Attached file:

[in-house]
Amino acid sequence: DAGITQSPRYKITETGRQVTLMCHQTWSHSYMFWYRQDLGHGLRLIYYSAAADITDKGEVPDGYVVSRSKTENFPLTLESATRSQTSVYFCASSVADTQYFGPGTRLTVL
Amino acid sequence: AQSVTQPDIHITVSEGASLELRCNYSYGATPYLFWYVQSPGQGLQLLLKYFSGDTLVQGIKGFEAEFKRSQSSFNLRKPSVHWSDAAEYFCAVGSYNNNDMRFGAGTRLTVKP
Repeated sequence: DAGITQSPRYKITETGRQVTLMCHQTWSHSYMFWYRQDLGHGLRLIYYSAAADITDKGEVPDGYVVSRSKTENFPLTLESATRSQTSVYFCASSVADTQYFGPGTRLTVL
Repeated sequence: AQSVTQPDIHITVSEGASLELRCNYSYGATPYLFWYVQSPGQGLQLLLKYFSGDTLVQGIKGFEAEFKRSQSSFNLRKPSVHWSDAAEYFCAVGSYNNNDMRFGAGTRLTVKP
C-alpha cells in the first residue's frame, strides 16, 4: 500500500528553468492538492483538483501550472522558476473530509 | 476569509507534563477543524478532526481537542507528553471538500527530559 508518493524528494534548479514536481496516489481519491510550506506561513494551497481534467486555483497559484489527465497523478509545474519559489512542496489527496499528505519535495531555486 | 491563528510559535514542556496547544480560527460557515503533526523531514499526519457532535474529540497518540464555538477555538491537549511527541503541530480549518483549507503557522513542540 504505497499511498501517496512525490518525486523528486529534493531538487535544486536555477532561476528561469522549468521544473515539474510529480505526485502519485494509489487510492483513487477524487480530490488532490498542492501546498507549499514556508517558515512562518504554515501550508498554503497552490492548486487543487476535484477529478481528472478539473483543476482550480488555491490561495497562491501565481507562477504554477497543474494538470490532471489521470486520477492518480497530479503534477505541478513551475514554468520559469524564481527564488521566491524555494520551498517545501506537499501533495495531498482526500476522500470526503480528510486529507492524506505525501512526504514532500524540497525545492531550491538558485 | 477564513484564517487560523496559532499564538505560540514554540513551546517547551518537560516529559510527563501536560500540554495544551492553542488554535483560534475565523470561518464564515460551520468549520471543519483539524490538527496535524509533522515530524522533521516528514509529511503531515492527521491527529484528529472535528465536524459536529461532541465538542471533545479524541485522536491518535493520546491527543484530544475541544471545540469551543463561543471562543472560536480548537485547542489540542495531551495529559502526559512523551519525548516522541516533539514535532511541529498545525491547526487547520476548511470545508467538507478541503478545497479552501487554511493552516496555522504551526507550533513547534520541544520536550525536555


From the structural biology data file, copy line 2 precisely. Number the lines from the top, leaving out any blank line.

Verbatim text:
Amino acid sequence: DAGITQSPRYKITETGRQVTLMCHQTWSHSYMFWYRQDLGHGLRLIYYSAAADITDKGEVPDGYVVSRSKTENFPLTLESATRSQTSVYFCASSVADTQYFGPGTRLTVL